This Wednesday, Freeman’s will host two auctions; Modern and Contemporary Art and The Stanley Bard Collection | A Life at the Chelsea. Gallery floors one and three are filled with unique, rare works of art. Here is a selection of just four pieces that impressed Modern and Contemporary Department Head, Dunham Townend.
LOT 17 In 1968, art historian Douglas Cooper published “Picasso Theatre", a book celebrating Picasso’s extensive work for the theater and ballet. The artist designed the cover art for the book, and the present drawing is one of several drafts he considered for use on the cover. This drawing is particularly interesting to me in that it crosses multiple creative disciplines. Not only is it a fine example of Picasso’s skill as an artist, but it also touches upon the worlds of publishing and the performing arts and demonstrates his exceptional ability to inspire and be inspired by creativity and artistry of all kinds.
LOT 39 The powerful presence of Lynn Chadwick’s “Maquette Jubillee II” is unmistakable. With dramatic energy, the figures stride purposely forward, their robes fanning out behind them, engaging and activating the space around them. Yet, for all their vitality, there is an underlying quiet elegance to the couple as well. Chadwick was masterful in his ability to capture this duality and – to me – it is what makes this sculpture so truly captivating.
LOT 63 “Face #1” is an impressively sized oil on shaped canvas, executed in 1966, a rich and seminal period of the artist’s career. During this time, Wesselmann, who had long been interested in the female nude as subject, focused his attention even more specifically, moving away from a complete representation of the figure and concentrating on specific, highly sexualized elements of the female form. Wesselmann’s decision to use shaped canvases to portray these forms gave these paintings a sculptural quality, which – in turn – imbued them with a particularly active energy that served to heighten their bold sensuality. “Face #1” is an excellent example of the artist’s work of this period. The woman’s face is only partially shown, the artist choosing to emphasize her mouth, with her bright red lips erotically parted and painted with fetishistic focus against a highly sexualized relief. Not only is this painting an important example by one of the 20th Century’s leading artists, but it also has a direct connection to Stanley Bard, long-term manager of the famous Chelsea Hotel. On the stretcher bar verso there is a dedication that reads “For Stanley with affection – Tom Wesselmann”.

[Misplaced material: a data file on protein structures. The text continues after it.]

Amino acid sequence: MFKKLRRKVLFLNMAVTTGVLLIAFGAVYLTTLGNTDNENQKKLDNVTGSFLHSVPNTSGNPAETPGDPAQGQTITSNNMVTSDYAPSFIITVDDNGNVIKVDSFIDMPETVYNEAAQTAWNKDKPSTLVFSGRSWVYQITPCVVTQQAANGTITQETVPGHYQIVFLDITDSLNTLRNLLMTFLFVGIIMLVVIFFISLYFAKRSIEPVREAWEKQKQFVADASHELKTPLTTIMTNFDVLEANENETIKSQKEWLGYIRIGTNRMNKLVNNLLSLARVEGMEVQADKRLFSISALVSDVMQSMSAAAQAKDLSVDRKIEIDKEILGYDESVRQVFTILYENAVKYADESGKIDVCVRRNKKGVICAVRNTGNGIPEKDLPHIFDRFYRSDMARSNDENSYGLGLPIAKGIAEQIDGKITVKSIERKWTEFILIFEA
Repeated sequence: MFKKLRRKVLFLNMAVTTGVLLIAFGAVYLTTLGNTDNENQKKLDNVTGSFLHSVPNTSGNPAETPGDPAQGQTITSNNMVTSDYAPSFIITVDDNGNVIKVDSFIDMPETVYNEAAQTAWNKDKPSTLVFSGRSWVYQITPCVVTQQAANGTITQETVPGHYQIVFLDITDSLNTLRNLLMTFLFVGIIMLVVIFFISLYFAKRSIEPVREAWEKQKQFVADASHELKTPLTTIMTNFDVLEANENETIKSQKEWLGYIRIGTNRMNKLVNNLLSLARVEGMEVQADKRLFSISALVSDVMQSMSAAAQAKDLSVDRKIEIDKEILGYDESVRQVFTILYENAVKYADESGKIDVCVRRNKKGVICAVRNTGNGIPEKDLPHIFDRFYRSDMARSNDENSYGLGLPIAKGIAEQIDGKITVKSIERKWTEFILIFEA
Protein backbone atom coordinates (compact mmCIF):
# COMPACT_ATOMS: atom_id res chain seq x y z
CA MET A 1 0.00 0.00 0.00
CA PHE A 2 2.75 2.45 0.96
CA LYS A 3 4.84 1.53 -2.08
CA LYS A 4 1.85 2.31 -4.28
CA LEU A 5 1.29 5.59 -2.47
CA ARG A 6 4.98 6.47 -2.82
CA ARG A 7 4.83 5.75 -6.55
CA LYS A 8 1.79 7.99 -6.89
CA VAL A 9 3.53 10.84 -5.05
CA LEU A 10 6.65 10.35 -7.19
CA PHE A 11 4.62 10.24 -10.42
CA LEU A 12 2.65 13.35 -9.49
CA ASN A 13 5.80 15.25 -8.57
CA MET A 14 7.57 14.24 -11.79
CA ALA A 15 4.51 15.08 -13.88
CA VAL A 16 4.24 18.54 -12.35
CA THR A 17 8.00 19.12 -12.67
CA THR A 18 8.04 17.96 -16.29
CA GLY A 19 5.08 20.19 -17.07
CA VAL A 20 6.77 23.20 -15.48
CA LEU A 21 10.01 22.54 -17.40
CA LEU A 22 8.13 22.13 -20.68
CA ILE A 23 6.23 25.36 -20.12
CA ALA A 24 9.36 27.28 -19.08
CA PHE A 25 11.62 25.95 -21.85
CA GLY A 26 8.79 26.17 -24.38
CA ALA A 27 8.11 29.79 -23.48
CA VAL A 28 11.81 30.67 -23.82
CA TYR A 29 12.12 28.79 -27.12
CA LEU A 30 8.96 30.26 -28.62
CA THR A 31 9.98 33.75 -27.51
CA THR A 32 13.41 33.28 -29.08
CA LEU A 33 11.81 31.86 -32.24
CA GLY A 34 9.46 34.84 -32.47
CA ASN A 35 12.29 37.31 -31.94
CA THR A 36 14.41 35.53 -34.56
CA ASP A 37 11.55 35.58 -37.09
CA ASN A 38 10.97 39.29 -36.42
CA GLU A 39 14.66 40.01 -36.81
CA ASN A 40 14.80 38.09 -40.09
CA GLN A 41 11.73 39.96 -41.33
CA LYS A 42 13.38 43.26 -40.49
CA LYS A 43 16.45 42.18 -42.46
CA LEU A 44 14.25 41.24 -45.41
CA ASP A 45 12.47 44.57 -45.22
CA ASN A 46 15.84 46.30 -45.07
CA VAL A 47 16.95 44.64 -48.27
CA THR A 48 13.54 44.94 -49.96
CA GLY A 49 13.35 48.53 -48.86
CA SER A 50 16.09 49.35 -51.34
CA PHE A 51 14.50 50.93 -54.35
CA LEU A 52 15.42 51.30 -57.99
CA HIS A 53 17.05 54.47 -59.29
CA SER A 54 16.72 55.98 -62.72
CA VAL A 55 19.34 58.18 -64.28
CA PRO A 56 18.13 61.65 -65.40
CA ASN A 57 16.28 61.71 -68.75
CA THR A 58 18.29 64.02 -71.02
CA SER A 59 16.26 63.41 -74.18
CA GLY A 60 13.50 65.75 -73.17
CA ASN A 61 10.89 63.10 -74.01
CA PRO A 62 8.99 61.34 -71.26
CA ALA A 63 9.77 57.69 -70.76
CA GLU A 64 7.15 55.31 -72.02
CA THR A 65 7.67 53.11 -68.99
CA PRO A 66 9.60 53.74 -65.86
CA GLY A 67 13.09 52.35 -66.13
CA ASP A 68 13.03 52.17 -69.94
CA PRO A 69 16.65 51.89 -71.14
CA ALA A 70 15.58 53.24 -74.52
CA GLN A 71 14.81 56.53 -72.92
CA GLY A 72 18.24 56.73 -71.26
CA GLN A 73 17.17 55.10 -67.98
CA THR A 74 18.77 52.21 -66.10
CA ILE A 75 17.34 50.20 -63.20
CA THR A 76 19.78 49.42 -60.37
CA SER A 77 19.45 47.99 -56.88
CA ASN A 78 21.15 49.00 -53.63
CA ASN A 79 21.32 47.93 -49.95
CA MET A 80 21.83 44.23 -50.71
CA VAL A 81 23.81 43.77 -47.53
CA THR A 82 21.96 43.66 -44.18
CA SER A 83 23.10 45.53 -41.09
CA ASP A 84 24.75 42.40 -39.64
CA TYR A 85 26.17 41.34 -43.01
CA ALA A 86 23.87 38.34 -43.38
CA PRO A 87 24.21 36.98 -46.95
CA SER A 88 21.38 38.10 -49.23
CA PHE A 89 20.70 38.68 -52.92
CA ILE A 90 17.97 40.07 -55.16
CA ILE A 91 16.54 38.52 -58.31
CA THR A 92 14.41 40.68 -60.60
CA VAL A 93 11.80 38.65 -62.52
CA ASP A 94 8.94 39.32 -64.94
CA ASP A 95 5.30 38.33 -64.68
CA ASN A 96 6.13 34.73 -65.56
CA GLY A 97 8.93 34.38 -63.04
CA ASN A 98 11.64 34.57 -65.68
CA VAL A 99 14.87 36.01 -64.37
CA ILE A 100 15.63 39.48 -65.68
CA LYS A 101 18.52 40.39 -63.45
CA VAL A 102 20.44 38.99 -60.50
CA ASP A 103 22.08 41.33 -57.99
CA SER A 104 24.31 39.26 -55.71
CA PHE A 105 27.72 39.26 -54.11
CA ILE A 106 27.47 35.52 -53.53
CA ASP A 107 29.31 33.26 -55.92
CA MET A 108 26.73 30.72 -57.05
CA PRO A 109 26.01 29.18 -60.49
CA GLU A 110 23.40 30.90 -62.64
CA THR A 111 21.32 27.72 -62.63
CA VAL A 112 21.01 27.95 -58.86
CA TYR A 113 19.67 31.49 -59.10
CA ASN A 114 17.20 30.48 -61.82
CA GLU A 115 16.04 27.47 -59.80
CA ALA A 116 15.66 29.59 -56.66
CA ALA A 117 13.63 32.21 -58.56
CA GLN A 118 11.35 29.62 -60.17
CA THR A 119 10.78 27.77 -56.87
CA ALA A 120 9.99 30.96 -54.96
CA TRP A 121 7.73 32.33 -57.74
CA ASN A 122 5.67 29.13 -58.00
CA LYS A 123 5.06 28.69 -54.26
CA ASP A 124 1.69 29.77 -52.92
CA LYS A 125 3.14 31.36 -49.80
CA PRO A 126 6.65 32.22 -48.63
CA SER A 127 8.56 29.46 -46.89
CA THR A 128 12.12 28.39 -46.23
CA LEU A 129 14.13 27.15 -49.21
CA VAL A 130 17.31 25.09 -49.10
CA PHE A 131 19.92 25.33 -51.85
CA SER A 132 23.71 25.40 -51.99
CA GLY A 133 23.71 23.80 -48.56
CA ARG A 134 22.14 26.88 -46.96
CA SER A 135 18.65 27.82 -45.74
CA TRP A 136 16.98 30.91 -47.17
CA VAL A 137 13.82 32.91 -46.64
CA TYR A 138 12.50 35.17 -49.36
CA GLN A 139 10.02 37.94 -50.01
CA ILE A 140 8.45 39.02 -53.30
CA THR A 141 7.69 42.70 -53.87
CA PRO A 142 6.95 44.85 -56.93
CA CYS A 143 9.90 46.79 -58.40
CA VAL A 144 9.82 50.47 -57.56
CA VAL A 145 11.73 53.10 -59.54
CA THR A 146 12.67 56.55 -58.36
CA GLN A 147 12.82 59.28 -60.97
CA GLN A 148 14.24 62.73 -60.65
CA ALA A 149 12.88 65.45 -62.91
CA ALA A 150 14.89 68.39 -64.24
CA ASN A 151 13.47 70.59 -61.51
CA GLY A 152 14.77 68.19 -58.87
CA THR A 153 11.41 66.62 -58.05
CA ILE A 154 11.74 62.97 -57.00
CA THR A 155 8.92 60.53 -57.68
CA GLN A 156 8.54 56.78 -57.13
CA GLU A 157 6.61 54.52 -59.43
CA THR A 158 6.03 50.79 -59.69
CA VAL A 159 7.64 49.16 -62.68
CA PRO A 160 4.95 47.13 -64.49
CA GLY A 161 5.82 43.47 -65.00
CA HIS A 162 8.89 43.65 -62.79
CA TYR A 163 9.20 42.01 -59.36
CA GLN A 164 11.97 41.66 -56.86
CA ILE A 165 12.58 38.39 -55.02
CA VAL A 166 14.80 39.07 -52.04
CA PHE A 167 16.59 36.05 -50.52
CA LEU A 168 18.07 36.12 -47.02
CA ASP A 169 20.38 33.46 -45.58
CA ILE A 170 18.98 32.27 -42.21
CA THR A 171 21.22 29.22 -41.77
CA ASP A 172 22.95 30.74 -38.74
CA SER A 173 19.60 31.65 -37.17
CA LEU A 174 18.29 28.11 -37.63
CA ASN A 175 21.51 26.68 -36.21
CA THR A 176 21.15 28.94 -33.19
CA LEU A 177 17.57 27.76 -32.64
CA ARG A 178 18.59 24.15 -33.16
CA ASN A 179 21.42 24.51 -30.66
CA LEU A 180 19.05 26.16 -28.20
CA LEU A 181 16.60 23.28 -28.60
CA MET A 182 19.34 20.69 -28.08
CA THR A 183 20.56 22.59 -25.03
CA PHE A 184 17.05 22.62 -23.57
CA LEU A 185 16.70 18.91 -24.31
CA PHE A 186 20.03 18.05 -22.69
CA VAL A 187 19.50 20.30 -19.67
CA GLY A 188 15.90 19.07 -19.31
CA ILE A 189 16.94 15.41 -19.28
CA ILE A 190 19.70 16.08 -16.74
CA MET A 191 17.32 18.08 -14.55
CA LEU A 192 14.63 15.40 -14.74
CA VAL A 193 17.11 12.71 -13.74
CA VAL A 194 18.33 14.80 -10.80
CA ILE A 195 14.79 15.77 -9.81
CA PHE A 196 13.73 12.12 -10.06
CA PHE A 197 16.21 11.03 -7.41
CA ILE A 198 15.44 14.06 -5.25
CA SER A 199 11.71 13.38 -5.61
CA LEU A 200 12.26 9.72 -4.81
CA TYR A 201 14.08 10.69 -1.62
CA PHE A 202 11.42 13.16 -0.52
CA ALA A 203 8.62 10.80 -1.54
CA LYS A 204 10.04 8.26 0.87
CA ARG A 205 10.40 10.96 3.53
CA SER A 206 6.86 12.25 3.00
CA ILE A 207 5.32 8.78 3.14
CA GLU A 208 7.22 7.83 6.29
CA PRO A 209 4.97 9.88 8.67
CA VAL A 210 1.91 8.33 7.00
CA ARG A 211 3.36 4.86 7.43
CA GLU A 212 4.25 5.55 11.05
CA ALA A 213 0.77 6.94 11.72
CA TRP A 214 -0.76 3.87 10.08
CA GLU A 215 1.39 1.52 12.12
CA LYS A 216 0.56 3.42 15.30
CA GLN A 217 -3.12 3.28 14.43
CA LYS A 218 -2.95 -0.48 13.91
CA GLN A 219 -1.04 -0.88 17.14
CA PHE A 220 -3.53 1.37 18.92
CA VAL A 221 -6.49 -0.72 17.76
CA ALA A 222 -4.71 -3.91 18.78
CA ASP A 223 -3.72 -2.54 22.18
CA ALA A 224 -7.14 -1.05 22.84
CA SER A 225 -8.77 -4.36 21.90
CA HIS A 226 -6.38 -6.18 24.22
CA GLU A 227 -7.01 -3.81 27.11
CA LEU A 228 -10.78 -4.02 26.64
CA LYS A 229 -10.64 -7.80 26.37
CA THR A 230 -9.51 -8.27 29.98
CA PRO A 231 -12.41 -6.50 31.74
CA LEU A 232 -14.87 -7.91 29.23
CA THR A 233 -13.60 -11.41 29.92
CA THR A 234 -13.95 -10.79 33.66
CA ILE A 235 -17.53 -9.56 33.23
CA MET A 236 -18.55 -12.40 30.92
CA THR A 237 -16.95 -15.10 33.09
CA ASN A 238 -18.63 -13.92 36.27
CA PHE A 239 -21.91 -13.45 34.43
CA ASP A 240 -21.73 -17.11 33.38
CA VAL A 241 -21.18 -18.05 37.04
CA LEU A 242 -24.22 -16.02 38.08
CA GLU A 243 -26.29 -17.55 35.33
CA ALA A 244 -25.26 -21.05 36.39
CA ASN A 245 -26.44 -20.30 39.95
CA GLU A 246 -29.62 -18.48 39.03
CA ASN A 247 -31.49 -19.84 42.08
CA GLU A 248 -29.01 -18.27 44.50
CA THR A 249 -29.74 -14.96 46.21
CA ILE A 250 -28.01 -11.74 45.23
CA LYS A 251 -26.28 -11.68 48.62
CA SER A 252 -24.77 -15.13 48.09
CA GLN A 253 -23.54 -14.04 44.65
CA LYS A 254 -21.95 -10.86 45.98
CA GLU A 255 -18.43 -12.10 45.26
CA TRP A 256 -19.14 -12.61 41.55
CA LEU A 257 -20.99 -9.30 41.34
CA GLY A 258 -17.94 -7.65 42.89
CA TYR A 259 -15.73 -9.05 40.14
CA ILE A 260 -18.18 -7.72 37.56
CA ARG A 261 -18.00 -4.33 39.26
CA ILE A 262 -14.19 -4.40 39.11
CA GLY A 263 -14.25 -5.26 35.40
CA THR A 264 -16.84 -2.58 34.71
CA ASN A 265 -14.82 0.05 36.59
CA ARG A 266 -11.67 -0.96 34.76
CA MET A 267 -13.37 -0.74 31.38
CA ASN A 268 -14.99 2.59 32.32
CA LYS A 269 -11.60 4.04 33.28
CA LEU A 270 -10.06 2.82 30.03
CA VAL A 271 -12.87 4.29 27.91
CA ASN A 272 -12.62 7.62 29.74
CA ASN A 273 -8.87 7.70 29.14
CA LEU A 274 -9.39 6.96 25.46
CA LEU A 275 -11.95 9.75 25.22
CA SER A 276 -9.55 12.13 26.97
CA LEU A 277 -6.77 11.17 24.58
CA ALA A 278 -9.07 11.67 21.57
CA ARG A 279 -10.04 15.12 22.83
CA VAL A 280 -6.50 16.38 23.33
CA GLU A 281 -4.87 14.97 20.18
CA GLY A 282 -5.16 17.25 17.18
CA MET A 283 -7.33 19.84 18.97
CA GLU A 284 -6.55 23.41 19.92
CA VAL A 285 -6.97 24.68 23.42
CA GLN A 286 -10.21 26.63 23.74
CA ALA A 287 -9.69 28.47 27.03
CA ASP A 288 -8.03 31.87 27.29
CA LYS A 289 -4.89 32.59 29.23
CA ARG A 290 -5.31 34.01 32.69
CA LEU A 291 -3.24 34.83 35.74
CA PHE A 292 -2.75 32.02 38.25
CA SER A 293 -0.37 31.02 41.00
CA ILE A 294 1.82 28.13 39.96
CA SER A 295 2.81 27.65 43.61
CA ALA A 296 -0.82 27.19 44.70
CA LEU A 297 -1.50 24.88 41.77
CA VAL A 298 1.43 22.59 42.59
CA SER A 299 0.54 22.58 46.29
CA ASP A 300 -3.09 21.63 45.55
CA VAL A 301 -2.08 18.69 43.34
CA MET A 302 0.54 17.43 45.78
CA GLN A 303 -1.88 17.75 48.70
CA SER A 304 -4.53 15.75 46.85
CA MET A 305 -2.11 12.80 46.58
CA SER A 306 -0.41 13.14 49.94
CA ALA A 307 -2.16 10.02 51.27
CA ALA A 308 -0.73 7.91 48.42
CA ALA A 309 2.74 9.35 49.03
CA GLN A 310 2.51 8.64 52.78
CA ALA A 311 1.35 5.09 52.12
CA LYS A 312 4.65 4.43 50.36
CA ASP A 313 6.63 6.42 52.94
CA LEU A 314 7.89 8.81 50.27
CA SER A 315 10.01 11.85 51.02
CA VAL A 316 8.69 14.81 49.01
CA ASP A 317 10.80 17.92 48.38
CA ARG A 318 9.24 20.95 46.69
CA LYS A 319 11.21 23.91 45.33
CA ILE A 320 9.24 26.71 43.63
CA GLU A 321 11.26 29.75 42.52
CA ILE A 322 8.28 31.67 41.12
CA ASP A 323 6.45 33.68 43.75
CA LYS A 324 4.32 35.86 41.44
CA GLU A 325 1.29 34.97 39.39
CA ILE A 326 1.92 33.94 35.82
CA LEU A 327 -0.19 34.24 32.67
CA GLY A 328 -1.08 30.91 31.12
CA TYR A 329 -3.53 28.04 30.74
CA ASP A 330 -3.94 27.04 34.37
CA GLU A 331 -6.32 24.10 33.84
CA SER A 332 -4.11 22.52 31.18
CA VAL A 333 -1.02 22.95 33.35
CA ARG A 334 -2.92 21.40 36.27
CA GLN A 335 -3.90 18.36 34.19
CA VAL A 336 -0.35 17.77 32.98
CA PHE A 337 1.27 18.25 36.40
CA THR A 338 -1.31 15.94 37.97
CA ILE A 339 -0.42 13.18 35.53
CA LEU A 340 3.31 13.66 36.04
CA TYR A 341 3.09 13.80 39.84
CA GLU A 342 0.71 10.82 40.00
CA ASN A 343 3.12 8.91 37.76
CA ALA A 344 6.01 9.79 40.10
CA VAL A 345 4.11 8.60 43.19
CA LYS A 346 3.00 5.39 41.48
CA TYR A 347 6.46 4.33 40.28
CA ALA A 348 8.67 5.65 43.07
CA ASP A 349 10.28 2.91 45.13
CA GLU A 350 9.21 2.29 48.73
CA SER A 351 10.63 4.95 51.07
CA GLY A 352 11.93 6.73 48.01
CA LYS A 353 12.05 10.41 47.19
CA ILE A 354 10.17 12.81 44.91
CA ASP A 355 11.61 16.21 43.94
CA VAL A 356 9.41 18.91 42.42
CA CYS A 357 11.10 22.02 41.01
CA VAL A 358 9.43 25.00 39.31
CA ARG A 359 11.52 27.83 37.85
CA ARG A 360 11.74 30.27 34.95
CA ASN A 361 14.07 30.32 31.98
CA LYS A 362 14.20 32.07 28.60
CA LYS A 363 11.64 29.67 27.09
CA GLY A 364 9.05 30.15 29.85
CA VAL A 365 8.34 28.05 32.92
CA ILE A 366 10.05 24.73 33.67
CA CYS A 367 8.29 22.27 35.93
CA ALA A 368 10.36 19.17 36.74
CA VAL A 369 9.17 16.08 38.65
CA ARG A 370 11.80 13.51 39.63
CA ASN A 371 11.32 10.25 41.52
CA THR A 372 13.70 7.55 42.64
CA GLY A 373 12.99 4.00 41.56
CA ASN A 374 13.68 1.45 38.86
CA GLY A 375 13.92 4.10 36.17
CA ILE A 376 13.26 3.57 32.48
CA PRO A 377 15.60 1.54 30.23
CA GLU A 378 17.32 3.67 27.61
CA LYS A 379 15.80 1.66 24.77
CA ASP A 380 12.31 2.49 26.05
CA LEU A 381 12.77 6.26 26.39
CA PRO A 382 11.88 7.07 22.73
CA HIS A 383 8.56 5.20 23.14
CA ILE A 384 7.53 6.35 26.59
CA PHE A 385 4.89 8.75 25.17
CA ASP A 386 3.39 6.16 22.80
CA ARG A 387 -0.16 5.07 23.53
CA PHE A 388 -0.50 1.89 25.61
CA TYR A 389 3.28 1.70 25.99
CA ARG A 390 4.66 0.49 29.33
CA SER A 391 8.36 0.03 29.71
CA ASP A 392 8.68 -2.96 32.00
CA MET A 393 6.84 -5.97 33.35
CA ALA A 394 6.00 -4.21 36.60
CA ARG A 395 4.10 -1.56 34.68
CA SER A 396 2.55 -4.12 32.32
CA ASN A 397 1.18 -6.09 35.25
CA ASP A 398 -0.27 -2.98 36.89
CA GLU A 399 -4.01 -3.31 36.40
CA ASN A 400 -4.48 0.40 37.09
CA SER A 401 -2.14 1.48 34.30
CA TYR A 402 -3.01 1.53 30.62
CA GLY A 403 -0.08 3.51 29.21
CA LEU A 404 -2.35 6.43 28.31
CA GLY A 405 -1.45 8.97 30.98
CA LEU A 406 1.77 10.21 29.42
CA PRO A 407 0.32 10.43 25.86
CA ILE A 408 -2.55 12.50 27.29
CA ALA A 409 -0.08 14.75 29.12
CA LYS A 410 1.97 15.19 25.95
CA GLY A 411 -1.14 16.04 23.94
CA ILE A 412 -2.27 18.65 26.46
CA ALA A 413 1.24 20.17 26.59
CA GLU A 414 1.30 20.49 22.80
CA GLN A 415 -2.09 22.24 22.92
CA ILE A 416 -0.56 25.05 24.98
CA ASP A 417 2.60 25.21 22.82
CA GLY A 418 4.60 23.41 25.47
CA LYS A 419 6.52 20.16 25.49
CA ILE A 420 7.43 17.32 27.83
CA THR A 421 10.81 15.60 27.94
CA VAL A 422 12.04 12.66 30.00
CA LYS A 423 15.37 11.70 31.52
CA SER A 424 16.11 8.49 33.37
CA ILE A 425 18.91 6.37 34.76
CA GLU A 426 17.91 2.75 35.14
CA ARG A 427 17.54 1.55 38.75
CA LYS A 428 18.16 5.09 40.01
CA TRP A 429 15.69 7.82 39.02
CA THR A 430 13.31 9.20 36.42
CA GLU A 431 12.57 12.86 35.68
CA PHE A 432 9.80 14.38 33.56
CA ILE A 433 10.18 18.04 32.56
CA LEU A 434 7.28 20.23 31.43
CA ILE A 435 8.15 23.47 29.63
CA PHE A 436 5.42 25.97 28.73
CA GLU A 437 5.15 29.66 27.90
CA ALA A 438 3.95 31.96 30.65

LOT 58 The Chelsea Hotel was an institution defined by the extraordinary lives of the countless legendary residents it housed over its colorful 135-year history. Home to a revolving door of marquee guests, perhaps no one better personified the hotel than Stanley Bard, who served for over half a century as its manager, gatekeeper and maestro. In many ways, he curated his residents and ensured that the hotel was always filled with those whose creative energy would permeate its halls. We are thrilled to offer in this sale a work by a current resident of this famed institution, Phillip Taaffe. “Untitled” is an exciting and energetic example of Taaffe’s work and is an excellent reminder of the Chelsea Hotel’s creative legacy.